(God, I hate that word…)
This week back in 1972, the stunt was described in less lofty terms:
It’s hard to come up with a contemporary parallel, since nowadays, the permanent daytime hosts are already “John and Yoko”:
Rosie O’Donnell, Whoopie Goldberg, Ellen DeGeneres and their colleagues reflexively dole out that week’s trendy received liberal wisdom, normalizing formerly taboo topics and opinions.
You see, that week in 1972 is usually remembered as “historic” and brave and radical — a laudable if inevitably awkward attempt on everyone’s part to bridge the “generation gap.”
That the voting age had just been slashed from 21 to 18 energized millions of young people, and no doubt frightened some of their elders.
(Who had nothing to worry about: That year, with the Democrats running radical anti-war candidate George McGovern, and the hippie movement supposedly ascendant and crushing everything in its cultural path, Nixon won anyhow. That didn’t turn out so well, of course, but it proves once again that the eventuality you’re most worried about is usually nothing compared to whatever actually occurs…)
We’re also informed that John and Yoko’s chosen guests were rarely seen on American television, and that Mike Douglas was a good-natured if bewildered old fuddyduddy throughout.
You know what’s coming next…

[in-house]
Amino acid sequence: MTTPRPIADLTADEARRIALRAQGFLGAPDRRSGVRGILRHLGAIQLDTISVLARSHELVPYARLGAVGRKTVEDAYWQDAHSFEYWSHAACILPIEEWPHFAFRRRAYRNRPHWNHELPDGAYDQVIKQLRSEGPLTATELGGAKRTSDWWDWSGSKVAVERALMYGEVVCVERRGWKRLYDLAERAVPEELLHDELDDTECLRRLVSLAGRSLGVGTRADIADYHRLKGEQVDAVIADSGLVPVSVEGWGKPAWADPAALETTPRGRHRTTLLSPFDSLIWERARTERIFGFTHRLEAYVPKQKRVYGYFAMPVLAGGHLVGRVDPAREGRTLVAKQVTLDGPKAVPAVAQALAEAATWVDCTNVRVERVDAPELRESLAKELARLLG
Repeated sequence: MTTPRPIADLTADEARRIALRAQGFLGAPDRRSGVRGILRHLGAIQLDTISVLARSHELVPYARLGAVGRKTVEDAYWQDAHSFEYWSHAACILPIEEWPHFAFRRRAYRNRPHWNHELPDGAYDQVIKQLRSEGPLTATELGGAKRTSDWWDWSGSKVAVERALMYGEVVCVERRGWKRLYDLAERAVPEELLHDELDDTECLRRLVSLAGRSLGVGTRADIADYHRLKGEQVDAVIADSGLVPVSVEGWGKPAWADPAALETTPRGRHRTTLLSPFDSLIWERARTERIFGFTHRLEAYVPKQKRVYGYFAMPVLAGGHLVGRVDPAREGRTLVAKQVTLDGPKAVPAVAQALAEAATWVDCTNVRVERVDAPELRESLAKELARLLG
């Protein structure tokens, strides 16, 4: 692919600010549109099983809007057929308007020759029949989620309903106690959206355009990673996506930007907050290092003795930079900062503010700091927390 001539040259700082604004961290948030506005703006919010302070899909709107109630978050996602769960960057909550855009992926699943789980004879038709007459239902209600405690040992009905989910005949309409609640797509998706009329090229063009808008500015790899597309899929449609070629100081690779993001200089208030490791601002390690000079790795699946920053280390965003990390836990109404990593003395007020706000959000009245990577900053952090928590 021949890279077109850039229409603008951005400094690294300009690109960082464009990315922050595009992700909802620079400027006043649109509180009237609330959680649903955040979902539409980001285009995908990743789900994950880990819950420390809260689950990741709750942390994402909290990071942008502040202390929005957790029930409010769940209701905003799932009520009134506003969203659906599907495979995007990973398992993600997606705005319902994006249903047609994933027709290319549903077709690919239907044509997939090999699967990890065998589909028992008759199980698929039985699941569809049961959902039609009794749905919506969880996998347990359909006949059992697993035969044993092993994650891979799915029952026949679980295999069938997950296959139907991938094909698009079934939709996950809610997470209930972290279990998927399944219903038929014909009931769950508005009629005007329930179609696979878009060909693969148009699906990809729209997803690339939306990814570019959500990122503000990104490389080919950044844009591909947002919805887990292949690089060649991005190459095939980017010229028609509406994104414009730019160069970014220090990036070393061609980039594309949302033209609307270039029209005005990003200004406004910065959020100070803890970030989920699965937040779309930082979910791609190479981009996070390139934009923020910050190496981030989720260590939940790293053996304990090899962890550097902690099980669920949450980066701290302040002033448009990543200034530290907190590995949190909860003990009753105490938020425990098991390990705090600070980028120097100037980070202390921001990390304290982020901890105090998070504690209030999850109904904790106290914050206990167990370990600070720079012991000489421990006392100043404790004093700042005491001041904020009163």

After the fifth episode was in the can, Yoko told reporters:
We wanted to do the shows to show that we are working for peace and love, and also to change the world, not with violence, but with love. And everybody that we selected is participating in efforts to change the world.
We were trying to show that not just slogans and demonstrations are gonna change the world, but we have to change the whole lifestyle. So that’s why we brought in [the] macrobiotic [cook] and this blood-pressure [biofeedback] thing, etc., to show that we’re not just freaks just sort of shouting and screaming about it, but that we think in terms of a balanced life, of changing it gradually through our daily lifestyle.
However, as Johnathan Takiff notes:
The pair’s most personal goal (never stated on the show) was to build a groundswell of support so the Nixon administration wouldn’t dare make good on its threats to deport Lennon as a menace to society.
Exactly. Scratch an altruist, find a fellow just as “selfish” as those he claims to despise.
The couple’s appearance on the program, and their earlier chats with Dick Cavett were clearly part of a Lennon charm offensive to prevent deportation.
Anti-war music, like “Give Peace a Chance,” didn’t exactly endear John Lennon to the Nixon administration. In 1971, shortly after John Lennon arrived in New York on a visa, he began associating with radical anti-war activists, and the FBI put Lennon under surveillance. The Immigration and Naturalization Service tried to deport him.
Well, for much of 1972 and ’73, Lennon was under an order to leave the country within 60 days. He had very talented legal help and they kept getting these deadlines extended. There was a lot of people mobilized to support him, but really, it wasn’t until after Watergate, after Nixon left office, that the Gerald Ford administration immigration service finally agreed to grant Lennon his green card on very narrow legal grounds. So for two years he was under a 60 day order to leave the country, almost continuously.